Rain, hail and snow: close call!
The inspiration and plants used in this week's garden.
Rain, hailstones and snow really put the pressure on for episode two of this season’s Love Your Garden. I don’t think I have ever been as cold whilst filming and I seriously doubted that we would pull it off as the weather was so against us, but we did it (by the skin of our teeth) and revealed the garden just before the sun went down. Phew!
I was in charge of creating somewhere for the kids to escape to which is right up my street! I made a little hideaway behind the outdoor building we put up and planted around it with lots of plants that would tolerate a bit of being trampled on or a ball been thrown at them. Let’s run through the plants chosen for this week’s garden.
In the kids’ area we had:
Thyme. This is a great herb for growing in poor soils, as well as a tasty kitchen accompaniment.
Mint. This will happily romp away of its own accord if allowed to grow freely, so place it in a tub if you don’t have the space for it to take over. Excellent for mint sauce (and summer mojitos!).
Campanula – this plant with lovely blue flowers will self-seed, so make sure you plant it somewhere you won’t mind new seedlings showing up.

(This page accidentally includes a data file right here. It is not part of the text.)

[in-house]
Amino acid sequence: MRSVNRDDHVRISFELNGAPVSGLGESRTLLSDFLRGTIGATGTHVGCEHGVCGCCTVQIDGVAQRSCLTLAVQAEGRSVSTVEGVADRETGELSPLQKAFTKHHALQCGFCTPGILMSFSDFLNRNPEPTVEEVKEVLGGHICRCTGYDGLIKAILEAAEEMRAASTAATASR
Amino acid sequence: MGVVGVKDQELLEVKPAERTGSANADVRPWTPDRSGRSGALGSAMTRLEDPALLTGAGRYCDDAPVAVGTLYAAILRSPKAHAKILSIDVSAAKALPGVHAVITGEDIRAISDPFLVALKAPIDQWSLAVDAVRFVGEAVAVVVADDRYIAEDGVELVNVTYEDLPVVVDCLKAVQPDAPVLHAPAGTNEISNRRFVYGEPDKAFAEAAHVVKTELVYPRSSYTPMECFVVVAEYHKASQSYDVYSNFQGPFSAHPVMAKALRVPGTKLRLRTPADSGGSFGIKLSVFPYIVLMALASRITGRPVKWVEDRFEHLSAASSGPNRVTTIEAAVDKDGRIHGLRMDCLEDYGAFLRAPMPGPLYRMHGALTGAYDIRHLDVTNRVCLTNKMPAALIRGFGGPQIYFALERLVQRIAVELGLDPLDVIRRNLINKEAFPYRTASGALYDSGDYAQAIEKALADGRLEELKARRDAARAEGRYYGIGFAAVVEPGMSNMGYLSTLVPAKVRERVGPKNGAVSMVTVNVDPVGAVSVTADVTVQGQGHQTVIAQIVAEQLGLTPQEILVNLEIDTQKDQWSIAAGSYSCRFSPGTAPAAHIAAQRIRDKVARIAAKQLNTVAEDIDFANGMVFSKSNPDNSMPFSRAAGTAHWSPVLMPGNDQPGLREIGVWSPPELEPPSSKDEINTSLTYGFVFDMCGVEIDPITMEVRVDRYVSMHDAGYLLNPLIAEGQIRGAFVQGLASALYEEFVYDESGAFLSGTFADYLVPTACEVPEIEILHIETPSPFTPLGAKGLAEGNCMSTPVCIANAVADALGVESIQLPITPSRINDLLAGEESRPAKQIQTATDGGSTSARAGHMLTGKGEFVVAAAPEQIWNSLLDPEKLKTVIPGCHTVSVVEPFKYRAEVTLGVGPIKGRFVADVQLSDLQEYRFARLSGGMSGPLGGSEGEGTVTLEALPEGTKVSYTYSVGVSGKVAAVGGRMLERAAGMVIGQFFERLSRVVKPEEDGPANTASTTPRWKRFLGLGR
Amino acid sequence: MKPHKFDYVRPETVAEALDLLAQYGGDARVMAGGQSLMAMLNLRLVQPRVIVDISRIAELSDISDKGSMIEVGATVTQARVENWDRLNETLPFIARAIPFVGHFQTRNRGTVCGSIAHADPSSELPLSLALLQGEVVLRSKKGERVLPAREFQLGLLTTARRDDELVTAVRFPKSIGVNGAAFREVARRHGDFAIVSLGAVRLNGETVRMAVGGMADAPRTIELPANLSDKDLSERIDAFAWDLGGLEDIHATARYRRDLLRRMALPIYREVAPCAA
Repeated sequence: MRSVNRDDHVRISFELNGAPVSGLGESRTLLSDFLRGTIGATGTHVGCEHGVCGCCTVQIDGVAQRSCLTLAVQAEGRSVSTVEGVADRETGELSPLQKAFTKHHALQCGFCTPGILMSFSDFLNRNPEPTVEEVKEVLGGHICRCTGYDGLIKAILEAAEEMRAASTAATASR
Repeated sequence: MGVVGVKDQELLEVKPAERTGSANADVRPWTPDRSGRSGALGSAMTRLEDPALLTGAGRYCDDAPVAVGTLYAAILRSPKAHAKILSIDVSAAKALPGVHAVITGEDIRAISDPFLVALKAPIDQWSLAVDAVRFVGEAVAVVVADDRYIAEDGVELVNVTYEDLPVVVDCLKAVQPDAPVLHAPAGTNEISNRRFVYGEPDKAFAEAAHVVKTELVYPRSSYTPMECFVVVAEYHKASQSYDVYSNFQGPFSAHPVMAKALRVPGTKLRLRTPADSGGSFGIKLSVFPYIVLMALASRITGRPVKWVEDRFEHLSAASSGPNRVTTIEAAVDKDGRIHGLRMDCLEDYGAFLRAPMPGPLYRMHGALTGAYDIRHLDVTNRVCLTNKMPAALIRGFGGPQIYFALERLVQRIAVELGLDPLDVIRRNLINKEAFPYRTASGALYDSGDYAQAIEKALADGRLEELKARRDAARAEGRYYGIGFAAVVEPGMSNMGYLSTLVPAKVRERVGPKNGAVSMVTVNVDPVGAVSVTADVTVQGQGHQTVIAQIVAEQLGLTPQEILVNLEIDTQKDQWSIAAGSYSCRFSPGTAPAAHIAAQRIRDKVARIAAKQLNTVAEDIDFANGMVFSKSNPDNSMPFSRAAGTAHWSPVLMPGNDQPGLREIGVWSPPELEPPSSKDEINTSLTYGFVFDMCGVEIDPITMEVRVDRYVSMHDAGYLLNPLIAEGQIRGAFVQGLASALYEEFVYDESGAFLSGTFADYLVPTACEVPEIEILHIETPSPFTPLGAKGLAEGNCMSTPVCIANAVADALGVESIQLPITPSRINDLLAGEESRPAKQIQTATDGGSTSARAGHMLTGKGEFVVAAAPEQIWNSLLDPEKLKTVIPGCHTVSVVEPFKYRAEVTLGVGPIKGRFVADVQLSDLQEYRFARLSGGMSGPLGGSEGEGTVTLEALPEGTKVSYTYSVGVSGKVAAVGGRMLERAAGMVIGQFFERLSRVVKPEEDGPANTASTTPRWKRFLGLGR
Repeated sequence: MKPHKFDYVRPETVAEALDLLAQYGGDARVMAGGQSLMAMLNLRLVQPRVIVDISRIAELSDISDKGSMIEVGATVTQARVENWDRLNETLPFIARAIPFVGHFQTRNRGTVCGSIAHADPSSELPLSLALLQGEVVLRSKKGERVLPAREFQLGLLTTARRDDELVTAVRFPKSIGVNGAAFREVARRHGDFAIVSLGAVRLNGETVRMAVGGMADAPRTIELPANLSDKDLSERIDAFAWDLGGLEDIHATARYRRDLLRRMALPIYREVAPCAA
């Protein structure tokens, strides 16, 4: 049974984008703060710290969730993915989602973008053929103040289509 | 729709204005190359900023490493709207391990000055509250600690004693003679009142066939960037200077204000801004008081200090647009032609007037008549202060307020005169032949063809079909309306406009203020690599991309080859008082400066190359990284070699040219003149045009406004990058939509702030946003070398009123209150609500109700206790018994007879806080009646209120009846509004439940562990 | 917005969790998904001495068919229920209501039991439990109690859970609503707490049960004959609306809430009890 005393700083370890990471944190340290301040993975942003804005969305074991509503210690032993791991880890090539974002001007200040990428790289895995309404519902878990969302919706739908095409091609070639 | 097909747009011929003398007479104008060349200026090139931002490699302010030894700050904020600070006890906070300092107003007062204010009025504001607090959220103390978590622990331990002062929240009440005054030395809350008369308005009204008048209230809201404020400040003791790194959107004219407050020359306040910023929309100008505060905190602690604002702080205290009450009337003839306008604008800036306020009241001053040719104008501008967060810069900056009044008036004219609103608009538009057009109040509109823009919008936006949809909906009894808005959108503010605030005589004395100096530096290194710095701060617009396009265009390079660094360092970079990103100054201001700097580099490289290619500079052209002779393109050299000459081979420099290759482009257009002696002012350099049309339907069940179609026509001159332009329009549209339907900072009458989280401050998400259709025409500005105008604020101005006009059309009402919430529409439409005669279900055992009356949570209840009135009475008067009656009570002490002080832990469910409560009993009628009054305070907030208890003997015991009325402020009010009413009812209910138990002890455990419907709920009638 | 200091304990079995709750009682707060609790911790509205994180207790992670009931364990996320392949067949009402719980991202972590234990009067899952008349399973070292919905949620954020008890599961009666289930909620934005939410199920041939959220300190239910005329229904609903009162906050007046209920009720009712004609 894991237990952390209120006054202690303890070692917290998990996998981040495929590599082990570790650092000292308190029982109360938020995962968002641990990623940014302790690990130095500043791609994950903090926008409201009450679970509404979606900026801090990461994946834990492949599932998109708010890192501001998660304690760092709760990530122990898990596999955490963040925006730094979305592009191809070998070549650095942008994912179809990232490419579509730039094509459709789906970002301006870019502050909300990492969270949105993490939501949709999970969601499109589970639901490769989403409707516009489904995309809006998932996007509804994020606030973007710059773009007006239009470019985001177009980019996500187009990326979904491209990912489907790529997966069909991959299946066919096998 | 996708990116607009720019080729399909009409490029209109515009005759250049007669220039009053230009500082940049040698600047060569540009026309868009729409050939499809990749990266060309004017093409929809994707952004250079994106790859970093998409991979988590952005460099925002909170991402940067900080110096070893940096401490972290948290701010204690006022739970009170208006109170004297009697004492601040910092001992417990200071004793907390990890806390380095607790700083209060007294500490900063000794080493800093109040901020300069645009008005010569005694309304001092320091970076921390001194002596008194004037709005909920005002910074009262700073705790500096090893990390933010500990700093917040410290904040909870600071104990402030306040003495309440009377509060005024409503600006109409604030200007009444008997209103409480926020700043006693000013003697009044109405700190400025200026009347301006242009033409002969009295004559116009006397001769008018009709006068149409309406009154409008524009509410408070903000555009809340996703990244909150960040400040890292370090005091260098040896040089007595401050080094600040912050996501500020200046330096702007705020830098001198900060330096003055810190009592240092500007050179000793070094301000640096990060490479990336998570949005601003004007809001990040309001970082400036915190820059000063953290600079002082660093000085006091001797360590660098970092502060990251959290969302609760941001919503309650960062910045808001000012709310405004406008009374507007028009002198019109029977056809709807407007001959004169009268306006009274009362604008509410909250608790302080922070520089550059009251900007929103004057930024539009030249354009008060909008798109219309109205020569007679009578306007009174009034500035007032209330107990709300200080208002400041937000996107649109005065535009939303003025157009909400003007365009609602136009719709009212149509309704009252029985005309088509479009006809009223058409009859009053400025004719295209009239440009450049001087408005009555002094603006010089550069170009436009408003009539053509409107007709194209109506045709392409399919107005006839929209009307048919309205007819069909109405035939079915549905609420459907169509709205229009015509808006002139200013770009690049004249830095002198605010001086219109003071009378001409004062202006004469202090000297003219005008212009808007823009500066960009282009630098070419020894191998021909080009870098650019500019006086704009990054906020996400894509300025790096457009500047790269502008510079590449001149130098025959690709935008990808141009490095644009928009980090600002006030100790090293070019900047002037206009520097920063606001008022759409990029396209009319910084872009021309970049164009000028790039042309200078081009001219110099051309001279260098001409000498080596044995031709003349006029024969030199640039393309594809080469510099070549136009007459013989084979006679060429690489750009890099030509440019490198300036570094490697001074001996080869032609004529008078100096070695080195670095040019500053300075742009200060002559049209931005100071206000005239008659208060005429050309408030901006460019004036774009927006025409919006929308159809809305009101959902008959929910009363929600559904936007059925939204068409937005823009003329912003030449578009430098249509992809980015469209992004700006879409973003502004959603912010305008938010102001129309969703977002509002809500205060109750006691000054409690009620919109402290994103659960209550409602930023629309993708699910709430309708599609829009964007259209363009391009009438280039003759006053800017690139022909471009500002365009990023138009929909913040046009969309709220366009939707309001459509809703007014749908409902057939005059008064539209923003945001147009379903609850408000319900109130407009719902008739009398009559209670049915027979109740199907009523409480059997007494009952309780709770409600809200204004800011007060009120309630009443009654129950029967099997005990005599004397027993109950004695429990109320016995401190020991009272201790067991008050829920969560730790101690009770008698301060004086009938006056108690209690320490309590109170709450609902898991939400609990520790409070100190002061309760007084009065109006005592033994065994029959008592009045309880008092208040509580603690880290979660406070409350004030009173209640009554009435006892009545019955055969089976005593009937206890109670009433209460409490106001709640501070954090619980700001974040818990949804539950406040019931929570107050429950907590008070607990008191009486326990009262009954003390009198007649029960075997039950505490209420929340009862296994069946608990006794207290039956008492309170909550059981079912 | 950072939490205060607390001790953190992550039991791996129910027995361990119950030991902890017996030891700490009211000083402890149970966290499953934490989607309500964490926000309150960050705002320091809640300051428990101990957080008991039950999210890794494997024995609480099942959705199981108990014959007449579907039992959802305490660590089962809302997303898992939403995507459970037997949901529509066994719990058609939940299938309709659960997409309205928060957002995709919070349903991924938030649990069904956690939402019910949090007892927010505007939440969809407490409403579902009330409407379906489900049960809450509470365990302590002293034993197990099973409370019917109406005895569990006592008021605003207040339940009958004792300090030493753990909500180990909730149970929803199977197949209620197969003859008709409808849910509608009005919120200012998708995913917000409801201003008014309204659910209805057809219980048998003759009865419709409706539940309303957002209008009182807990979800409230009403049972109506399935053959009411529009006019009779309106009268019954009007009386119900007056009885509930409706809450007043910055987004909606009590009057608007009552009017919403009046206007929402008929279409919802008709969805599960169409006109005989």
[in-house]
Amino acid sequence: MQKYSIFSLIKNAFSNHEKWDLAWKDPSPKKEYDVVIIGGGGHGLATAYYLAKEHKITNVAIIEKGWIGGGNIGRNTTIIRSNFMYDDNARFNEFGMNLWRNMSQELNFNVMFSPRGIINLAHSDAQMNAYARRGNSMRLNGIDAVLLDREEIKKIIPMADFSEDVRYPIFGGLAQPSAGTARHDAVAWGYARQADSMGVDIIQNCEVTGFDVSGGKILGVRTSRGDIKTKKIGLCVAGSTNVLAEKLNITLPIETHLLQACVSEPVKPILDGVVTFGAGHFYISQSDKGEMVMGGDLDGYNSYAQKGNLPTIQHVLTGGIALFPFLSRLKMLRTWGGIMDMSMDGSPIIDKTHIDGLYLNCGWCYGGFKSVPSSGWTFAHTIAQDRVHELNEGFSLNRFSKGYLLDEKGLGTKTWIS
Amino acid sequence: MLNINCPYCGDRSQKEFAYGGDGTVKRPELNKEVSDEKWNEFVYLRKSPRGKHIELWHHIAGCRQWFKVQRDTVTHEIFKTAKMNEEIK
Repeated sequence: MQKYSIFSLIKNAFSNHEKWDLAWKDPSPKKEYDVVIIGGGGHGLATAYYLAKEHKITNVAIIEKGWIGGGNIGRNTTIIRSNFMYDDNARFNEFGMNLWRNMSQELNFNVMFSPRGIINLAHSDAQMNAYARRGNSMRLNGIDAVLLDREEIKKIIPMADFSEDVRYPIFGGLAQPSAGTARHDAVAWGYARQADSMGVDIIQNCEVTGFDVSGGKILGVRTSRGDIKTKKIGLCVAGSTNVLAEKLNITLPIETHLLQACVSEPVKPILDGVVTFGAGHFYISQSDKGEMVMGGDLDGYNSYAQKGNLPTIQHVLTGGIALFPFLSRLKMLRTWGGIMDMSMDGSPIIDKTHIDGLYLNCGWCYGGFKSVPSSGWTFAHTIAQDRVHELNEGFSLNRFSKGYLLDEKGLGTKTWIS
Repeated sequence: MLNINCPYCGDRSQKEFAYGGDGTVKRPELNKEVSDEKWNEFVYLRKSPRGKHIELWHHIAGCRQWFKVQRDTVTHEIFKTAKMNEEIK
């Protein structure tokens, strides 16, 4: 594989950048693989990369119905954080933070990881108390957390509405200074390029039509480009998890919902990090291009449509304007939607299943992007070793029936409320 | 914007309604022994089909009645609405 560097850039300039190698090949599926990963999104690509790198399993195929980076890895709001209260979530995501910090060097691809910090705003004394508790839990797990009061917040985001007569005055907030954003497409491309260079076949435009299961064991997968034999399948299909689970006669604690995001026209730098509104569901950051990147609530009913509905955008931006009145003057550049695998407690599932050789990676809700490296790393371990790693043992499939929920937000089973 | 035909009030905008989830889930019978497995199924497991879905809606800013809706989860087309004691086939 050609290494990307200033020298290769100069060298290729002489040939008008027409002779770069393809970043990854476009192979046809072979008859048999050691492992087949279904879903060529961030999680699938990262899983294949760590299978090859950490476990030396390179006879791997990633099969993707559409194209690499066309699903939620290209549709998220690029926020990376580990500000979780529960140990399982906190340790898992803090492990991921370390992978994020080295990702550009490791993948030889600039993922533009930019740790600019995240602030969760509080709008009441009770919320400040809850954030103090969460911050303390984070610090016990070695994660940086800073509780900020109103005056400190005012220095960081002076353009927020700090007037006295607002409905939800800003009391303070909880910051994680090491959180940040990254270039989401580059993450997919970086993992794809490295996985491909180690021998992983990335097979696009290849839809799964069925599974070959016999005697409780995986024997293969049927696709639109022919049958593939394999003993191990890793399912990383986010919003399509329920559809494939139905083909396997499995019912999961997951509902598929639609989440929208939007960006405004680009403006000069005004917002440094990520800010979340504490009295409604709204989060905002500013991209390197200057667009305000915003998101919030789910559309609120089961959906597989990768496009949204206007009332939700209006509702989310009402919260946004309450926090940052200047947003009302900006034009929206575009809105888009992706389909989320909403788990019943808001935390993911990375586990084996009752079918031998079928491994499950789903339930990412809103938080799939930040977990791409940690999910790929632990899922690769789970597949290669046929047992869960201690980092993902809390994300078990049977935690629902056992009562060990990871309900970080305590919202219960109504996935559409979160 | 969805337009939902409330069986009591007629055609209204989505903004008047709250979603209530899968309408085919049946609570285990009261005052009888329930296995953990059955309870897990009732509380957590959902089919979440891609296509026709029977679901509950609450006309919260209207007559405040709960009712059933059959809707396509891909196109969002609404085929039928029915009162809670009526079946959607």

There are endless varieties of Heuchera: if you choose one with a plum coloured foliage go for one with more pink than brown tones in the foliage, as they tend to be better performing plants.
Choisya has gorgeous pretty flowers and a lovely scent. A great easy shrub!
Fatsia japonica (otherwise known as paper plant) is a great plant that will tolerate some shade, but it can get quite big so make sure you allow room.
Willow stems were used for the wigwam, this will start to re-grow over the spring and summer months. Should it start to get unruly, just clip it back to the shape you want.
The rest of the garden and Alan’s borders:
Vibernums are another group of wonderful shrubs with great flowers. I like using Vibernum tinus Eve Price as it also gets lovely berries, which the birds like.
Pieris has wonderfully vibrant new foliage and delicate cream flowers. Some varieties can get really big, so check the label before you buy. They also like acidic soil, so if your garden isn’t acidic I would suggest growing a smaller variety in a container with ericaceous compost.
See you again next week!